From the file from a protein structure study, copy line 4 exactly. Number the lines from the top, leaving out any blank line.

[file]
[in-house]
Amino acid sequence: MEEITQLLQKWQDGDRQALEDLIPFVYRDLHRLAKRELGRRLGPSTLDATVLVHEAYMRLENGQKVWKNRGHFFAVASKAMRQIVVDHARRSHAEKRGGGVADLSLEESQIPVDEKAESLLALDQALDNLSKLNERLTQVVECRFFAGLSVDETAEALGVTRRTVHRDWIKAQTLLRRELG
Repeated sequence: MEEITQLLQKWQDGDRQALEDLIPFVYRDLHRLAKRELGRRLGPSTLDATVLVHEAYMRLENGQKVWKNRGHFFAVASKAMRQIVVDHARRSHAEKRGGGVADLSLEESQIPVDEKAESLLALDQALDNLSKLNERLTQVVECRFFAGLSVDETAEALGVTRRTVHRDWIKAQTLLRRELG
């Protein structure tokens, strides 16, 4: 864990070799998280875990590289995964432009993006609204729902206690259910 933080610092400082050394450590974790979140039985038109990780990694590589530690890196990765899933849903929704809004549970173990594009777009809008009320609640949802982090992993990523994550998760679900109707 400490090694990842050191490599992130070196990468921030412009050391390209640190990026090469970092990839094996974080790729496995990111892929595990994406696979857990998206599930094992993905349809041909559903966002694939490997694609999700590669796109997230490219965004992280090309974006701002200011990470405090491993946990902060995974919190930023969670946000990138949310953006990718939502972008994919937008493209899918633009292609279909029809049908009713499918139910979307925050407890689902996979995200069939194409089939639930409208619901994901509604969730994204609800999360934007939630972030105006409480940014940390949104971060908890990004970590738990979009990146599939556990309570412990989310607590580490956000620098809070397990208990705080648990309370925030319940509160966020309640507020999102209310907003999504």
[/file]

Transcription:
């Protein structure tokens, strides 16, 4: 864990070799998280875990590289995964432009993006609204729902206690259910 933080610092400082050394450590974790979140039985038109990780990694590589530690890196990765899933849903929704809004549970173990594009777009809008009320609640949802982090992993990523994550998760679900109707 400490090694990842050191490599992130070196990468921030412009050391390209640190990026090469970092990839094996974080790729496995990111892929595990994406696979857990998206599930094992993905349809041909559903966002694939490997694609999700590669796109997230490219965004992280090309974006701002200011990470405090491993946990902060995974919190930023969670946000990138949310953006990718939502972008994919937008493209899918633009292609279909029809049908009713499918139910979307925050407890689902996979995200069939194409089939639930409208619901994901509604969730994204609800999360934007939630972030105006409480940014940390949104971060908890990004970590738990979009990146599939556990309570412990989310607590580490956000620098809070397990208990705080648990309370925030319940509160966020309640507020999102209310907003999504």